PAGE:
There’s quite an art to ringing bells. Ask any campanologist. On a recent visit to Perth I rang or should say, ‘chimed’ two bells at the Swan Bell Tower - The Millennial Bell and Zachariah (1480 kg) named after a past vicar at St Martin’s. We were in the right place at the right time, on an auspicious day which marked the shortest day of the year – the winter solstice. We rang the bells under the careful eye of Laura Ivy, one of the volunteer curators, who has been ringing bells for sixty years since she was a child.
You have to be careful when you let go you don’t hang on rise to the roof – and that you don’t do it too wildly and crack the stay. Hell’s bells! The first question Laura asked was, “Have you had back surgery recently?” Visitors can ring the bells every day except on Christmas and Good Friday. She warns that bell ringing can be addictive – campanologists come from all over the world to ring the bells of Perth. We also played Waltzing Matilda on the small bells at the top of the tower! Apparently only two other churches in the world have 16-18 bells. They are in Christchurch and Birmingham.
The Swan Bell Tower in Perth is a sleek icon of the city on the banks of the Swan River. Set in a six-storey glass tower with an open-air observation deck and glass belfry, the bell tower is one of the city’s premier attractions. It houses the twelve original eighteenth century bells of St Martin in the Fields in London – given to Perth in 1988 to mark Australia’s bi-centenary – as well as six other bells cast at Whitechapel Bell foundry in London and the oldest bell in Australia (1550).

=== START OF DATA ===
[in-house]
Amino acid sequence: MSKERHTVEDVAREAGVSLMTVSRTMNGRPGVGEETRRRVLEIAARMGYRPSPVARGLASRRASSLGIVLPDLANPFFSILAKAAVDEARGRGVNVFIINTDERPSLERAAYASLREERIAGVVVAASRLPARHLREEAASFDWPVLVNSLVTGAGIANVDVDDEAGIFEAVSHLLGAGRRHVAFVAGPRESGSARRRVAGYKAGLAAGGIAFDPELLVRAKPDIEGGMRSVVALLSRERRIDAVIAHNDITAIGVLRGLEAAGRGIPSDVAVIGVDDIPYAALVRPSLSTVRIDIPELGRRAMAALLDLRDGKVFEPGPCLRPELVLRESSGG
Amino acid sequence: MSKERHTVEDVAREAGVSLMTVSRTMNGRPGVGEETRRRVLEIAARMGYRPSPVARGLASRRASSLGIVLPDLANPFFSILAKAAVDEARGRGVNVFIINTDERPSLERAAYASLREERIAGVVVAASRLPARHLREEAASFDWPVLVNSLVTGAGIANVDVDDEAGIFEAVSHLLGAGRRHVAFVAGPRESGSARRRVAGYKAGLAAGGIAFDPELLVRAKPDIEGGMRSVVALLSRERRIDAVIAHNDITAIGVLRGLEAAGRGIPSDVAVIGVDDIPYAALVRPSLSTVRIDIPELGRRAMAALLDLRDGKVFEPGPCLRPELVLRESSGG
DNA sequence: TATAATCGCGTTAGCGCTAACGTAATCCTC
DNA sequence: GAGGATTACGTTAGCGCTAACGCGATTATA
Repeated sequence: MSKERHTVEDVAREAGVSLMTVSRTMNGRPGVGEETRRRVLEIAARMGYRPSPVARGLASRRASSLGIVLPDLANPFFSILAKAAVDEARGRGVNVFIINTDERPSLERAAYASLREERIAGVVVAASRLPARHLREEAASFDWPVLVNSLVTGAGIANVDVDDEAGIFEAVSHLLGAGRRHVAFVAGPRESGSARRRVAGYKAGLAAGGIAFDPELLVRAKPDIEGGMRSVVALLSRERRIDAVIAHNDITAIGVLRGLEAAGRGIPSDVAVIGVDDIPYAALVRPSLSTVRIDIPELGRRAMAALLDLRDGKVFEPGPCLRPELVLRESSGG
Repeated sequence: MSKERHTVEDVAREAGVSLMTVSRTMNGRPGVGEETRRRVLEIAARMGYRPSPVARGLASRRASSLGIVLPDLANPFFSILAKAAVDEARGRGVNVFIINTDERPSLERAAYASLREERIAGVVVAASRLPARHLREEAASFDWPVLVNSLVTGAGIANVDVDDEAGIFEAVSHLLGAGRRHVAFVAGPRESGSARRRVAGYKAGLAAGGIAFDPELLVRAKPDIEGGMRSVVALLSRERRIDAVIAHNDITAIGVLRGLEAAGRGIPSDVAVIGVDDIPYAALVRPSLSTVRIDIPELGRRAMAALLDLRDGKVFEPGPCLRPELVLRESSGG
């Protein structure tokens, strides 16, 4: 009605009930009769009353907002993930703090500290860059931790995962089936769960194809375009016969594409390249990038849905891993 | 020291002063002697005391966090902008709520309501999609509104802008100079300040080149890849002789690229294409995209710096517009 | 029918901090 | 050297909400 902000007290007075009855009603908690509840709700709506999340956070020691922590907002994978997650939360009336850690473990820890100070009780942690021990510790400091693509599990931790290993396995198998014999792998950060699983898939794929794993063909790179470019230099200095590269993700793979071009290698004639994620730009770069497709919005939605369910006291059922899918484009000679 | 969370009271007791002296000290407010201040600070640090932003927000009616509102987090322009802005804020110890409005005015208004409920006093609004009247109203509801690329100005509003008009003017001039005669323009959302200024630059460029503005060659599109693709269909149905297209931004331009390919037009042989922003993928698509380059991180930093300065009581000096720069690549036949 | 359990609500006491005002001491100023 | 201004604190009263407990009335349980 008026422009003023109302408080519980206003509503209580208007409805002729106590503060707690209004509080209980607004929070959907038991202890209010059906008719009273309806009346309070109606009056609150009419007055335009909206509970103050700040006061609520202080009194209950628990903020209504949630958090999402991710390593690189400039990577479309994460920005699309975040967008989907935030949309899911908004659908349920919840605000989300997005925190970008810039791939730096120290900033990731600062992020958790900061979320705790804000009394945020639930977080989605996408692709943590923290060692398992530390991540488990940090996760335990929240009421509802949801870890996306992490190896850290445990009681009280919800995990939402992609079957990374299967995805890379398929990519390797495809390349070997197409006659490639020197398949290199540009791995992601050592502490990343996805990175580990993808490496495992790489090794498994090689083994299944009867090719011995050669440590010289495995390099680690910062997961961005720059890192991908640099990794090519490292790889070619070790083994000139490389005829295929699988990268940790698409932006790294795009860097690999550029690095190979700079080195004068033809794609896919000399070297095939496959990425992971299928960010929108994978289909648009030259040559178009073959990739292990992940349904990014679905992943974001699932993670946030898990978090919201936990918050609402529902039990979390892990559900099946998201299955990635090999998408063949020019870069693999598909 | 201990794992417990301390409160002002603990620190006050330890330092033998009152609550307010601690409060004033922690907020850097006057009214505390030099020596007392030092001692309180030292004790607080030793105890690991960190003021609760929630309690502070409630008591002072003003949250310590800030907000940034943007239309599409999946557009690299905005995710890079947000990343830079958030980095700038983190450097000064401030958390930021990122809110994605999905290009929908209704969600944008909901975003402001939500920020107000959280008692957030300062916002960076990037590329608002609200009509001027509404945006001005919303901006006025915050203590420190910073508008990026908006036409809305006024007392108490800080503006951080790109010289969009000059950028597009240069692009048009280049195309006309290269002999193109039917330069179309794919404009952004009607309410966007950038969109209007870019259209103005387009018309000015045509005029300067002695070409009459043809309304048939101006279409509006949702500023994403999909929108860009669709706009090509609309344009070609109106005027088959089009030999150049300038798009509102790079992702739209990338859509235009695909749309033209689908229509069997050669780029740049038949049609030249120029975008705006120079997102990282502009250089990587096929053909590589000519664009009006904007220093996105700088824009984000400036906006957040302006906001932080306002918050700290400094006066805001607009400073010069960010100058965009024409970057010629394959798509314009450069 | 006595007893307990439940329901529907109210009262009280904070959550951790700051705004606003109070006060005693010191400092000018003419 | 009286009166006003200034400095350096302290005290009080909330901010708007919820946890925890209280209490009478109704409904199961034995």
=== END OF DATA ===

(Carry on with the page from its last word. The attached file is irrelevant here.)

Apparently the St Martins bell tower in London was in danger of cracking from the weight of the twelve bells (weighing nine tons) – the same bells used to celebrate the defeat of the Spanish Armada in 1588, Captain Cook’s homecoming in 1772, the coronation of every British monarch since King George II in 1727 and end of WWII!
Perth is the capital of Western Australia (called simply WA), the biggest state in Australia – around one-third of the land mass of Australia at 2.5 million square km. It would be the eighth biggest country in the world. WA is branded as “Experience Extraordinary Australia”. In true Ozzie fashion the nickname for residents of this sandy state is a sandgroper – after an indigenous burrowing insect found in WA. Black swans are the state’s official emblem. Distances are huge in WA. The top tourist attractions are the Bungle Bungles and the Kimberley outback, the coral coast (with its legendary whale shark dive and dolphin swimming), wine routes of Swan River and Margaret River, and the goldrush town of Kalgoorlie in “the golden outback”.
We did a walkabout of the “small bar” precinct with two feet and a heartbeat, an award-winning walking tour of Perth and Freemantle. We explored the secret old lanes and alleyways where boutique bars and bistros have opened as part of the city’s “forgotten spaces” project. I also attended the opening of the major art exhibition, “Picasso to Warhol – Fourteen Modern Masters” which runs at the Art Gallery of Western Australia from June until December 2012. The amazing collection of Matisse, Miro and Picasso, Leger, Calder and Warhol is on loan from the Museum of Modern Art (MOMA) in New York. Perth is hosting six travelling art exhibitions – the great collections of the world – over the next three years. Perth is big on culture.